Small form gaming
In journalism the long-form is making a return. That’s a great development, if somewhat paradoxical with the proliferation of time spent on smartphones and ever smaller chunks at a time on one specific thing. The rise of tablets is certainly a part of it, being more suited to reading than phones or computer screens are. But I attribute a big part of it to people simply wanting content they care about, instead of machinegun news. We used to say that you can’t charge for news or online journalism, but it turns out you can – it’s now just a matter of figuring out how much and for how many consumers. I believe the shift happened once so much of our lives and content was online, the line between a tangible newspaper and an incorporeal news site blurred to something that just doesn’t matter to many people. The tangible isn’t seen as value anymore. On the contrary, young people are proud of how little stuff they have or need.
There is another interesting parallel in TVs and movies. Movies are getting dumber by the year, Hollywood largely settling on the sure bets of remakes and reboots and re-imaginings and movies as events (you gotta see it! Why?), while Youtube and other online video has largely already replaced the TV for younger people. When my ISP asked me if I had used the TV functionality, I had to actually think (I had, once). At the same time the TV show is in full-blown renaissance. We’re getting better TV than ever, and that’s because writers have embraced the form as something that’s very valuable and substantial on its own, not as an offshoot of cinema or something cheap and dumb you do when you don’t have the energy for anything else – be it as a creator or a consumer. The TV show has turned into the long-form moving image. The TV shows of today demand and reward attention and thinking.
Meanwhile, in games
I believe it’s time for games to embrace a shift like this. They need to, to be in line with the changing lives and perspectives of their audience.
The problem is that most modern games are way too long. If you’re a hardcore gamer and especially if you’re in your teens, you’re going to make a face and dismiss this outright. But if you’re not hardcore or in your teens, you’re likely nodding along there.
This is getting better now as production costs are so sky-high that we can’t afford to make more than 6-8 hours of linear content. But that’s not a shift to better get on with the times, that’s something you do because you’re forced to. The audience doesn’t appreciate it, because they feel they’re getting less than they used to for their 50-70 USD/EUR.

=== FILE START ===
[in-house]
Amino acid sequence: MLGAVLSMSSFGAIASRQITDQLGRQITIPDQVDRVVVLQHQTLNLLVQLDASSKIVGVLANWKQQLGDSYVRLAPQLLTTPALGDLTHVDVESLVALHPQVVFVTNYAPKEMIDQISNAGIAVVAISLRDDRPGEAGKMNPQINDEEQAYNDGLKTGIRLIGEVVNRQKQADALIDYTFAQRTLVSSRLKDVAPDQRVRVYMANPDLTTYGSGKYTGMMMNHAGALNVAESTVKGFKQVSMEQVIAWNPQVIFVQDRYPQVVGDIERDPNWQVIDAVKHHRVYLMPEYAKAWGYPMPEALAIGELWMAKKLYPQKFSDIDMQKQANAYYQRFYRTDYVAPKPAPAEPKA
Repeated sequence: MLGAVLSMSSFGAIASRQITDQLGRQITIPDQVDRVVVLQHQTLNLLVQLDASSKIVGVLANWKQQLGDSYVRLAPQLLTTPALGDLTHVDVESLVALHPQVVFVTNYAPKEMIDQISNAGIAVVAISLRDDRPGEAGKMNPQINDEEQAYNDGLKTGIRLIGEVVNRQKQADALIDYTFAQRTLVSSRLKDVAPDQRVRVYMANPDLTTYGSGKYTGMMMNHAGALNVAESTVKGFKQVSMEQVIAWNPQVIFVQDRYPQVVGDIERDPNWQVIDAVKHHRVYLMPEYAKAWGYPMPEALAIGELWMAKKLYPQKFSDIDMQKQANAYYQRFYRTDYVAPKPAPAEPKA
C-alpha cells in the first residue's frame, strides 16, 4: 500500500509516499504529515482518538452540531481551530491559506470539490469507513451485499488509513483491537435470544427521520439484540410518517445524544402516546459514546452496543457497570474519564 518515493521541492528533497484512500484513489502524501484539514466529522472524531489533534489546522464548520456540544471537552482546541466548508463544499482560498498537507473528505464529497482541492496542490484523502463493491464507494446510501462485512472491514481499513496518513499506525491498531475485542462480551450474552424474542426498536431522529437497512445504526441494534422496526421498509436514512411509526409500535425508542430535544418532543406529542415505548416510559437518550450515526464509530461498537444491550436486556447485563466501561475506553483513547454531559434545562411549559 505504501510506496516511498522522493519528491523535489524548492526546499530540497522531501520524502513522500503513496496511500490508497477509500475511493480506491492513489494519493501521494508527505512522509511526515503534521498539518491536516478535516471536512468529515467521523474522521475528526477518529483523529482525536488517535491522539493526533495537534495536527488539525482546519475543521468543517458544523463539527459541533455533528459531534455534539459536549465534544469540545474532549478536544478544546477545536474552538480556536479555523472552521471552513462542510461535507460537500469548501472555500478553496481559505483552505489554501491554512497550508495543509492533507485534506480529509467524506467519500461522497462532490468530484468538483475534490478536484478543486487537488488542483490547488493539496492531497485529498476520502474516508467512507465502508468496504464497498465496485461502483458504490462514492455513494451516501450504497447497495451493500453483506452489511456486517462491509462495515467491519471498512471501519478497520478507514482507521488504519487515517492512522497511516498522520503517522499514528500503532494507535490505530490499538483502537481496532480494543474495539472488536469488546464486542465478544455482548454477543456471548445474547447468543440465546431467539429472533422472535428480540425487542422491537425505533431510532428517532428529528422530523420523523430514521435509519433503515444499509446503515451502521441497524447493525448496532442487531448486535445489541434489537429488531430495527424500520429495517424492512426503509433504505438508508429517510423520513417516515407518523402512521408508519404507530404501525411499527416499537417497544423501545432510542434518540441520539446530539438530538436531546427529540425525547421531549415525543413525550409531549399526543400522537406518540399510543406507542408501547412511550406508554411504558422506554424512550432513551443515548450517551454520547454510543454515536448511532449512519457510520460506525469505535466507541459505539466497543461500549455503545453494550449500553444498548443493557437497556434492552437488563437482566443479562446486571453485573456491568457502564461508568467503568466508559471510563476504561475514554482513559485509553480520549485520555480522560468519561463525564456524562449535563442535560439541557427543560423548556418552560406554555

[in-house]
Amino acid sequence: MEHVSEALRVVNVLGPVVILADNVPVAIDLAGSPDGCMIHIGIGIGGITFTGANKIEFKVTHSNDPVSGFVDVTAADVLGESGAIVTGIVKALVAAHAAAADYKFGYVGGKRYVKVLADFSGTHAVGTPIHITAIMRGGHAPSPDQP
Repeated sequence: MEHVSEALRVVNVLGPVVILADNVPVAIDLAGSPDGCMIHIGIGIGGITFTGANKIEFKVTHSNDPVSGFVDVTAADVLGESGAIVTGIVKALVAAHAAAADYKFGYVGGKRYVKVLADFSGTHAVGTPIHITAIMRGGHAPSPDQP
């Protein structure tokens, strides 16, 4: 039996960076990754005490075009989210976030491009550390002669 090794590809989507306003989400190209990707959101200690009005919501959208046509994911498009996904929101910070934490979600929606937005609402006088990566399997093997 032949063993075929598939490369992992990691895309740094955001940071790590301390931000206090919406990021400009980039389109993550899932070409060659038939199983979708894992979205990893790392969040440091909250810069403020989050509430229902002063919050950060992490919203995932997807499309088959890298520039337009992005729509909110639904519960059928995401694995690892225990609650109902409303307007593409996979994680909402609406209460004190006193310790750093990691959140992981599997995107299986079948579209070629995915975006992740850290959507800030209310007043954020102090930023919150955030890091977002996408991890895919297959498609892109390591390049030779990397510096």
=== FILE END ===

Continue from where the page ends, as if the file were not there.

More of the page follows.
What you need to do is accept that your audience wants new experiences. They want games that matter to them and give them things to talk about. They want something they can consume instead of watching some more Youtube – the threshold to jump into a game shouldn’t exist.
Now it does, for a lot of reasons. For one, games are just too big. I haven’t played Skyrim in months and the thought of going back to it is intimidating. It’s like the game is towering before me, and starting again on that path is just too much. This is great is all you do is play one game day-in day-out, but for a lot of gamers it isn’t ideal.
Another problem is that games are so goddamn complex. I’ve started Vanquish and want to go back to it, but the controls are so complex that I have to accept spending at least half an hour of being bad before hopefully, maybe re-acquiring what skills I had. And that’s a very in-your-face action game, supposed to be immediately accessible, jump-in fun.
Third problem is that games demand constant attention. They’re generally very bad in acknowledging that you might have other things to do and can only give them, say, half an hour this week. This is getting better with examples from mobile games and things like the PlayStation 4’s instant suspend and resume, but there’s still ways to go before we’re at the level of TV shows. Not that this is a unique problem to games – books in general require effort to follow all the way through, if you don’t do it in a small enough span of time.
I’m not saying all of these problems even need to be solved or that solving them would be good for all games, but Thirty Flights Of Loving is an example of solving all these problems at once.
A First-Person Shooter
Thirty Flights Of Loving says it’s an FPS without being one. It tells a story that stays with you with very few words, no dialogue and super low production values. Instead, it embraces the videogame form and does things with it that you couldn’t do with any other medium. It does this in around 30 minutes, if that. It’s more focused and confident than anything I can think of.
I had no idea what to expect, going in, and what I left with when I turned off the game was memories of an episode of my life I didn’t know I had. You can’t really say anything about the story without spoiling it and whereas for the most part videogame spoilers are something I could not care less about, in this case they really are. Just play it.
You could spend time arguing if it’s even a game as you can’t lose as far as I know and you’re effectively going through a linear story. I don’t particularly care – it looks and feels like a game.
Thirty Flights Of Loving is a videogame short story, a short movie, a single issue comic book, a single. I would like there to be many more games like it.